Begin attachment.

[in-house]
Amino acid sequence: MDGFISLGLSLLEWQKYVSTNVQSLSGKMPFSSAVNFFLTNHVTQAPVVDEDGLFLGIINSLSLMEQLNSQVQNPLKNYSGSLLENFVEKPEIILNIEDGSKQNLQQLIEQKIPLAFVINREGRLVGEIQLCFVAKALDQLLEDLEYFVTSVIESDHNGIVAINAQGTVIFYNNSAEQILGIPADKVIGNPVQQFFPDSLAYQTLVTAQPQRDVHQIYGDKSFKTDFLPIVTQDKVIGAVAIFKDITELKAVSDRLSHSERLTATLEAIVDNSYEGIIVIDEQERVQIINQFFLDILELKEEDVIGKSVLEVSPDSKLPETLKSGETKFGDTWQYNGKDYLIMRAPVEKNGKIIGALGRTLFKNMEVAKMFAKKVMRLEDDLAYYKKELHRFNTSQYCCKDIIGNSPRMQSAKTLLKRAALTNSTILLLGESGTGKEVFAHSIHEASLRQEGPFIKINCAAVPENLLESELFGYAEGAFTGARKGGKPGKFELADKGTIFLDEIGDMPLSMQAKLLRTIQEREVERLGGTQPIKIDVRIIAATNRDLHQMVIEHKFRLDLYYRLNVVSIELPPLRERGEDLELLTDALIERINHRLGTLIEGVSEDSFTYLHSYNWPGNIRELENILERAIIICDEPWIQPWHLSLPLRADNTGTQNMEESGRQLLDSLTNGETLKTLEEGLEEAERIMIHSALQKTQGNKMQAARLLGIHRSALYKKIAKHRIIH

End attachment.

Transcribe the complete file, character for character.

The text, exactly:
[in-house]
Amino acid sequence: MDGFISLGLSLLEWQKYVSTNVQSLSGKMPFSSAVNFFLTNHVTQAPVVDEDGLFLGIINSLSLMEQLNSQVQNPLKNYSGSLLENFVEKPEIILNIEDGSKQNLQQLIEQKIPLAFVINREGRLVGEIQLCFVAKALDQLLEDLEYFVTSVIESDHNGIVAINAQGTVIFYNNSAEQILGIPADKVIGNPVQQFFPDSLAYQTLVTAQPQRDVHQIYGDKSFKTDFLPIVTQDKVIGAVAIFKDITELKAVSDRLSHSERLTATLEAIVDNSYEGIIVIDEQERVQIINQFFLDILELKEEDVIGKSVLEVSPDSKLPETLKSGETKFGDTWQYNGKDYLIMRAPVEKNGKIIGALGRTLFKNMEVAKMFAKKVMRLEDDLAYYKKELHRFNTSQYCCKDIIGNSPRMQSAKTLLKRAALTNSTILLLGESGTGKEVFAHSIHEASLRQEGPFIKINCAAVPENLLESELFGYAEGAFTGARKGGKPGKFELADKGTIFLDEIGDMPLSMQAKLLRTIQEREVERLGGTQPIKIDVRIIAATNRDLHQMVIEHKFRLDLYYRLNVVSIELPPLRERGEDLELLTDALIERINHRLGTLIEGVSEDSFTYLHSYNWPGNIRELENILERAIIICDEPWIQPWHLSLPLRADNTGTQNMEESGRQLLDSLTNGETLKTLEEGLEEAERIMIHSALQKTQGNKMQAARLLGIHRSALYKKIAKHRIIH